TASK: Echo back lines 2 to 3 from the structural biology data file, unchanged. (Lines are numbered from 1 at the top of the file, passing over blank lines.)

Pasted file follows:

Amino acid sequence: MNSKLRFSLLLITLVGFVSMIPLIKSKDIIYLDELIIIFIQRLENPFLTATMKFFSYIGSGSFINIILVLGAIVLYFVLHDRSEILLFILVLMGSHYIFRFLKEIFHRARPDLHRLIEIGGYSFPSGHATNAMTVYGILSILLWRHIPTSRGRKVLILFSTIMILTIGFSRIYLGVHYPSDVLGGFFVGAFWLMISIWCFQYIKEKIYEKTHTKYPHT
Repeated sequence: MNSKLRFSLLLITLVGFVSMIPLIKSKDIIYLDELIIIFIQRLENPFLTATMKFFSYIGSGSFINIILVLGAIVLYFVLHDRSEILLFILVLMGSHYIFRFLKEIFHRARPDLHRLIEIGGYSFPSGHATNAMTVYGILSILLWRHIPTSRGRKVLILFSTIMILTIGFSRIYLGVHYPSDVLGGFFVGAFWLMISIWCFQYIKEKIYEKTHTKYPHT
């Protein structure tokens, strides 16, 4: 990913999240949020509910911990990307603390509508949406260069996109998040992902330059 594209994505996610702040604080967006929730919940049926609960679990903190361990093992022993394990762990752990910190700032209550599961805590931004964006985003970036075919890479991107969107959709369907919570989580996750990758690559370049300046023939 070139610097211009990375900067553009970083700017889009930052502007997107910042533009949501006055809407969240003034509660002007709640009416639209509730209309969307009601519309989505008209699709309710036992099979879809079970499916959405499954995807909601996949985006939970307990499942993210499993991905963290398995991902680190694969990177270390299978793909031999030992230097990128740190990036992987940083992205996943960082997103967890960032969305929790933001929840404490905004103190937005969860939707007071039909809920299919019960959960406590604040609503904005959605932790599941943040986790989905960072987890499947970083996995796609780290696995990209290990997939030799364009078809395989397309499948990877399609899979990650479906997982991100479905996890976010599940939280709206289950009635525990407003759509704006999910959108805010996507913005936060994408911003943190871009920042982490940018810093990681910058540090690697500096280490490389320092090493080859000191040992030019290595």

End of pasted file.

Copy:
Repeated sequence: MNSKLRFSLLLITLVGFVSMIPLIKSKDIIYLDELIIIFIQRLENPFLTATMKFFSYIGSGSFINIILVLGAIVLYFVLHDRSEILLFILVLMGSHYIFRFLKEIFHRARPDLHRLIEIGGYSFPSGHATNAMTVYGILSILLWRHIPTSRGRKVLILFSTIMILTIGFSRIYLGVHYPSDVLGGFFVGAFWLMISIWCFQYIKEKIYEKTHTKYPHT
């Protein structure tokens, strides 16, 4: 990913999240949020509910911990990307603390509508949406260069996109998040992902330059 594209994505996610702040604080967006929730919940049926609960679990903190361990093992022993394990762990752990910190700032209550599961805590931004964006985003970036075919890479991107969107959709369907919570989580996750990758690559370049300046023939 070139610097211009990375900067553009970083700017889009930052502007997107910042533009949501006055809407969240003034509660002007709640009416639209509730209309969307009601519309989505008209699709309710036992099979879809079970499916959405499954995807909601996949985006939970307990499942993210499993991905963290398995991902680190694969990177270390299978793909031999030992230097990128740190990036992987940083992205996943960082997103967890960032969305929790933001929840404490905004103190937005969860939707007071039909809920299919019960959960406590604040609503904005959605932790599941943040986790989905960072987890499947970083996995796609780290696995990209290990997939030799364009078809395989397309499948990877399609899979990650479906997982991100479905996890976010599940939280709206289950009635525990407003759509704006999910959108805010996507913005936060994408911003943190871009920042982490940018810093990681910058540090690697500096280490490389320092090493080859000191040992030019290595």